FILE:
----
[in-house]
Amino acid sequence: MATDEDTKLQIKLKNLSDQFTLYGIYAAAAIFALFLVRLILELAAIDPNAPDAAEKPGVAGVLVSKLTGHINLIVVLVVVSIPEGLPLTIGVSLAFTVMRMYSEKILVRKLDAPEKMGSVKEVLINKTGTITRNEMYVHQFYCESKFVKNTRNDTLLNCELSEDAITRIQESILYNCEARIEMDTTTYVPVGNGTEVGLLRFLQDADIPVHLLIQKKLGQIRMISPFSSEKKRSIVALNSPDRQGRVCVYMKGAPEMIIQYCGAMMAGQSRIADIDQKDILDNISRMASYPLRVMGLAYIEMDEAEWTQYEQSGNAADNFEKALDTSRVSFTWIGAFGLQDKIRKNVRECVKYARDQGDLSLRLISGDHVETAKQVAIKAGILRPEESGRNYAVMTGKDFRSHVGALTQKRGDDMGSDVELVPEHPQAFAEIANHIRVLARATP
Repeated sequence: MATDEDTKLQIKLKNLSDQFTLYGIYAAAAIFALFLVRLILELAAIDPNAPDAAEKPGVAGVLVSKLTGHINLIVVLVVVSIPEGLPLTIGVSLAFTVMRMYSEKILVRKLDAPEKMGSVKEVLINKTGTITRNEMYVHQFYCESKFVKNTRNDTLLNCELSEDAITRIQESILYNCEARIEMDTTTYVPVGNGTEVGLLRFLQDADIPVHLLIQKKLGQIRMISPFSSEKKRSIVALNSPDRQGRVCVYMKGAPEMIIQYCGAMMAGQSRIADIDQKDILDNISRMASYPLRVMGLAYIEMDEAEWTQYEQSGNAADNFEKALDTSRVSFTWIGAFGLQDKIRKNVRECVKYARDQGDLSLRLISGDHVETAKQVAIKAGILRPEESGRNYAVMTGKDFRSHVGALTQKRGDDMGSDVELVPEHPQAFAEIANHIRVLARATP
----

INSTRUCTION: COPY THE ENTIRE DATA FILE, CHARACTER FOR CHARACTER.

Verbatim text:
[in-house]
Amino acid sequence: MATDEDTKLQIKLKNLSDQFTLYGIYAAAAIFALFLVRLILELAAIDPNAPDAAEKPGVAGVLVSKLTGHINLIVVLVVVSIPEGLPLTIGVSLAFTVMRMYSEKILVRKLDAPEKMGSVKEVLINKTGTITRNEMYVHQFYCESKFVKNTRNDTLLNCELSEDAITRIQESILYNCEARIEMDTTTYVPVGNGTEVGLLRFLQDADIPVHLLIQKKLGQIRMISPFSSEKKRSIVALNSPDRQGRVCVYMKGAPEMIIQYCGAMMAGQSRIADIDQKDILDNISRMASYPLRVMGLAYIEMDEAEWTQYEQSGNAADNFEKALDTSRVSFTWIGAFGLQDKIRKNVRECVKYARDQGDLSLRLISGDHVETAKQVAIKAGILRPEESGRNYAVMTGKDFRSHVGALTQKRGDDMGSDVELVPEHPQAFAEIANHIRVLARATP
Repeated sequence: MATDEDTKLQIKLKNLSDQFTLYGIYAAAAIFALFLVRLILELAAIDPNAPDAAEKPGVAGVLVSKLTGHINLIVVLVVVSIPEGLPLTIGVSLAFTVMRMYSEKILVRKLDAPEKMGSVKEVLINKTGTITRNEMYVHQFYCESKFVKNTRNDTLLNCELSEDAITRIQESILYNCEARIEMDTTTYVPVGNGTEVGLLRFLQDADIPVHLLIQKKLGQIRMISPFSSEKKRSIVALNSPDRQGRVCVYMKGAPEMIIQYCGAMMAGQSRIADIDQKDILDNISRMASYPLRVMGLAYIEMDEAEWTQYEQSGNAADNFEKALDTSRVSFTWIGAFGLQDKIRKNVRECVKYARDQGDLSLRLISGDHVETAKQVAIKAGILRPEESGRNYAVMTGKDFRSHVGALTQKRGDDMGSDVELVPEHPQAFAEIANHIRVLARATP